The Portfolio Sustainalytics ESG Risk Rating chart displays the portfolio's ESG Risk Rating. This is calculated by multiplying each portfolio component's Sustainalytics ESG Risk Rating by its respective portfolio weight. If an index has been selected, those scores are provided alongside the portfolio scores, highlighting the portfolio's ESG risk level compared to the index. The Distribution across Sustainalytics ESG Risk levels chart shows the portfolio allocations broken into Sustainalytics' five ESG risk levels: negligible (0-10), low (10-20), medium (20-30), high (30-40) and severe (40+), providing an overview of portfolio exposure to the different ESG risk levels. If an index has been selected, the same information is shown for the index. Only holdings mapped as corporates are included in the figures.
The fund incorporates sustainability in the investment process via exclusions, ESG integration, ESG and environmental footprint targets, and engagement. The fund does not invest in issuers that are in breach of international norms or where activities have been deemed detrimental to society following Robeco's exclusion policy. Via portfolio construction rules the fund targets a better ESG score and lower carbon, water and waste footprints than that of the reference index. This ensures that credit issuers with better ESG scores or lower environmental footprints are more likely to be included in the portfolio, and vice versa. In addition, our credit analysts check buy candidates and portfolio holdings for ESG risks that may have material impact for bond holders. Lastly, where corporate issuers are flagged for breaching international standards in our ongoing monitoring, the issuer will become subject to engagement.
The Bloomberg Global Aggregate Corporates Index posted a positive credit return of 0.35%, as credit spreads tightened somewhat from 153 to 149 bps. The euro-hedged total return was 0.63%, as underlying government bond yields decreased. In April, financial markets were relatively quiet, credit spreads traded in a narrow range and broad measures of volatility, like the VIX and MOVE indices, declined. Problems in the US regional banking sector continued to pop up. First Republic Bank faces similar issues as other regional banks, with large unrealized losses on "assets held to maturity". In March, a group of larger US banks provided USD 30 bln of uninsured deposits to shore up liquidity. This did not turn the tide for First Republic and the bank was ultimately acquired by JPMorgan in a transaction orchestrated by the US government. Inflation remains above target levels in both Europe and the US, while tighter bank lending standards led to questions about the number of rate hikes to come. The real estate sector saw a continuation of defaults in office property loans, due to rising vacancy rates, higher interest rates, and tighter lending standards.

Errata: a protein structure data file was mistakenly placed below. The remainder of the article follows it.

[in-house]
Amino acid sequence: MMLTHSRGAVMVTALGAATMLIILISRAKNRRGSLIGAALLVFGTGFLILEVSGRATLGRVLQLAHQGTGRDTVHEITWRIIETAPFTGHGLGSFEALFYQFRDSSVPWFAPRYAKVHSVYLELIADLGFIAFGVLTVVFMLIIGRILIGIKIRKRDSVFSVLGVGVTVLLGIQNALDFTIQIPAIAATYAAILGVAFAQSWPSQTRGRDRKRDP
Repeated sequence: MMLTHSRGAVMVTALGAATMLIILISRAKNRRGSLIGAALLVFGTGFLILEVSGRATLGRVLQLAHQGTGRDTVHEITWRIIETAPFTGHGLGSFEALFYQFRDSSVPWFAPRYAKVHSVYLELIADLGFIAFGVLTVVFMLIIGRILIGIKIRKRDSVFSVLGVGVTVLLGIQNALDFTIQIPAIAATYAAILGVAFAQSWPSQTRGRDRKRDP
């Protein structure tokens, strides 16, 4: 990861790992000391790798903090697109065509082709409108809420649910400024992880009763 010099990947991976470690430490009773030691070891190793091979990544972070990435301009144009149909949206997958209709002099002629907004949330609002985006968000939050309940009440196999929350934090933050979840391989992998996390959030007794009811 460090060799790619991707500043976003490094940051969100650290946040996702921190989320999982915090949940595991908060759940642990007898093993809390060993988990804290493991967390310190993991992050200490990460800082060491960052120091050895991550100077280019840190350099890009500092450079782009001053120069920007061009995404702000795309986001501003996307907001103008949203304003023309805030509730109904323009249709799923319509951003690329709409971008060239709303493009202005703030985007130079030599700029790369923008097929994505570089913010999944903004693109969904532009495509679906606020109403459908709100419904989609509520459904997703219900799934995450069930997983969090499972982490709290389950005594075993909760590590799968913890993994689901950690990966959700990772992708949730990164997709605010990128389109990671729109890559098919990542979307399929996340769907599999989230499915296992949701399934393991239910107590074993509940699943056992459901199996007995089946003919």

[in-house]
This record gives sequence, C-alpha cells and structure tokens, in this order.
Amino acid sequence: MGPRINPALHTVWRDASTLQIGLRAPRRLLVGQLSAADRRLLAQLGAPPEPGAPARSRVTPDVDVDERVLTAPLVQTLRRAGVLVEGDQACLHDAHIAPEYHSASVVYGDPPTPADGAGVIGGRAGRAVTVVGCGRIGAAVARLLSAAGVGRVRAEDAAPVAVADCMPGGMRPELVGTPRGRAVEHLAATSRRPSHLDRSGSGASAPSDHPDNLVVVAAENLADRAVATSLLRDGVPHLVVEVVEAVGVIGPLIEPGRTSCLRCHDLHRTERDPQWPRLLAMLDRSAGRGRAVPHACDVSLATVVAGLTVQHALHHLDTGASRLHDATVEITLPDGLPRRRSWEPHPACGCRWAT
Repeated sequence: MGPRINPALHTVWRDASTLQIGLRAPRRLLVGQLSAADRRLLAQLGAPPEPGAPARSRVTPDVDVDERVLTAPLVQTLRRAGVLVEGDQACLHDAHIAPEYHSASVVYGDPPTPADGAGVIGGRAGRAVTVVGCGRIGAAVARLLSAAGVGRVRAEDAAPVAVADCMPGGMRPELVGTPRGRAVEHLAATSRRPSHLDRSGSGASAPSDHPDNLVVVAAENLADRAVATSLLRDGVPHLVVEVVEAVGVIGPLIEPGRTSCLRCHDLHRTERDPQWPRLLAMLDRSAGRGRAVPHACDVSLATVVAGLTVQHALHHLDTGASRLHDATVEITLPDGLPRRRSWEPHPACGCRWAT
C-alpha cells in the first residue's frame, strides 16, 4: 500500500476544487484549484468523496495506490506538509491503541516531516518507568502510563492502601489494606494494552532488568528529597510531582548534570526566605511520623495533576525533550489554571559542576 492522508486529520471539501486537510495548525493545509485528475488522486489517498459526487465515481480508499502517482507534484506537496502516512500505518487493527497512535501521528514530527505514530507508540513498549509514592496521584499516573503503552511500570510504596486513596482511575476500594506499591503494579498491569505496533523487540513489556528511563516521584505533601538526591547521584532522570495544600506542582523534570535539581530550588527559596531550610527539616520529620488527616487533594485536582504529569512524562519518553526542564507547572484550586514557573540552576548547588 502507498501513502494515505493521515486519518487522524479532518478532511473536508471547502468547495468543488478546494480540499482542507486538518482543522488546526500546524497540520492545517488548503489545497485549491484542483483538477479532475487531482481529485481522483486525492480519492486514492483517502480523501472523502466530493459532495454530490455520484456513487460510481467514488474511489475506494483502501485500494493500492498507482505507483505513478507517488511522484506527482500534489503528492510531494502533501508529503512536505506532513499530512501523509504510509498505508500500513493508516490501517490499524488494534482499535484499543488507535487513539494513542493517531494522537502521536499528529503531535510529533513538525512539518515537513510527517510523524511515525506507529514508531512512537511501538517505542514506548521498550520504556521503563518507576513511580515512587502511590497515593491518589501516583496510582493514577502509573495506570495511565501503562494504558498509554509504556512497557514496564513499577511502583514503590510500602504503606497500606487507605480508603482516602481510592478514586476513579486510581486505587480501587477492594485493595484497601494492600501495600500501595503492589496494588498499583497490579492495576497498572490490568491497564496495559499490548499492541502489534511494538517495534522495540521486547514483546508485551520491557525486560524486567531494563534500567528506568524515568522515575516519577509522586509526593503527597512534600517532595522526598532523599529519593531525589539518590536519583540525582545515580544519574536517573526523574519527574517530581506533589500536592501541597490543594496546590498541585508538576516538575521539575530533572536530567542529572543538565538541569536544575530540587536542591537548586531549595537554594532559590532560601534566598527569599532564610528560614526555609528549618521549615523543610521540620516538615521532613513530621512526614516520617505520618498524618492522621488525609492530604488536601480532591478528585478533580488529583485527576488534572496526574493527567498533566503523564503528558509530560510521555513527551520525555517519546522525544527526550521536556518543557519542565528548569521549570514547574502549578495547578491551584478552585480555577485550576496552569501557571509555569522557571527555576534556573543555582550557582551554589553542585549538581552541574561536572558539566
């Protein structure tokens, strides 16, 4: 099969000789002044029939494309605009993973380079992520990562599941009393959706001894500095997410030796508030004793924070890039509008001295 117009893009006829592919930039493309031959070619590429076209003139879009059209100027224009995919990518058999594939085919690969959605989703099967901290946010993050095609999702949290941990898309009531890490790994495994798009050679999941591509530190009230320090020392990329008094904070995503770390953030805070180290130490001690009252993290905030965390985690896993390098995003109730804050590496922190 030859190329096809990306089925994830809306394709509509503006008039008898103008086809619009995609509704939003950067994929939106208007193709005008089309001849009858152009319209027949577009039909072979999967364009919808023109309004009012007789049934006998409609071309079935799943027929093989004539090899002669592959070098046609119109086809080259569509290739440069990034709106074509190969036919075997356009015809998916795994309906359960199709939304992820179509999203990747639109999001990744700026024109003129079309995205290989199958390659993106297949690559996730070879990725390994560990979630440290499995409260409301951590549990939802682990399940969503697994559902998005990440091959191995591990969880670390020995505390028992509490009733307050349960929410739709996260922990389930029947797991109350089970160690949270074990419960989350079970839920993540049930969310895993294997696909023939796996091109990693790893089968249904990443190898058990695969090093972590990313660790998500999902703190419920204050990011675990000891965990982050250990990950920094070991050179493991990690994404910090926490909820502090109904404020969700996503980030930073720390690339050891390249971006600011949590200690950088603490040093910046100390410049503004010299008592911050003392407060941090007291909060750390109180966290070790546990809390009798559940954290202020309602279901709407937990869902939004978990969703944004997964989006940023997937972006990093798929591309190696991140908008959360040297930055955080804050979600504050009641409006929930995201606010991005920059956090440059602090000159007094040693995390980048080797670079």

Based on transaction prices, the fund's return was 0.69%. Based on closing prices, the fund posted a relative return of -0.05% versus the benchmark. Beta allocation slightly detracted and issue(r) selection also made a negative contribution. The value factor made the largest positive contribution, followed by a much smaller positive contribution from size. The low-risk/quality factor detracted somewhat, driven by both the underweight in longer-dated bonds and the defensive company selection. The momentum factor contributed neutrally. Sector allocation detracted somewhat, mainly due to the overweight in the technology sector and the underweight in the REITs sector. Currency allocation contributed slightly positively, mostly due to the overweight in GBP bonds. Country allocation made a positive contribution, primarily due to the underweight in the United States and the overweights in Germany and the United Kingdom; the underweight in Canada slightly detracted. The allocation to subordination groups slightly detracted, due to the underweight in senior financials. Rating allocation made a negative contribution, primarily due to the off-benchmark position in BAs and to a much lesser extent due to the underweight in As.
Expectation of fund manager
Robeco QI Global Multi-Factor Credits invests systematically in predominantly investment grade credits. It offers balanced exposure to a number of quantitative factors. In the long term, we expect the fund to outperform the market by systematically harvesting factor premiums with a risk profile that is similar to the reference index.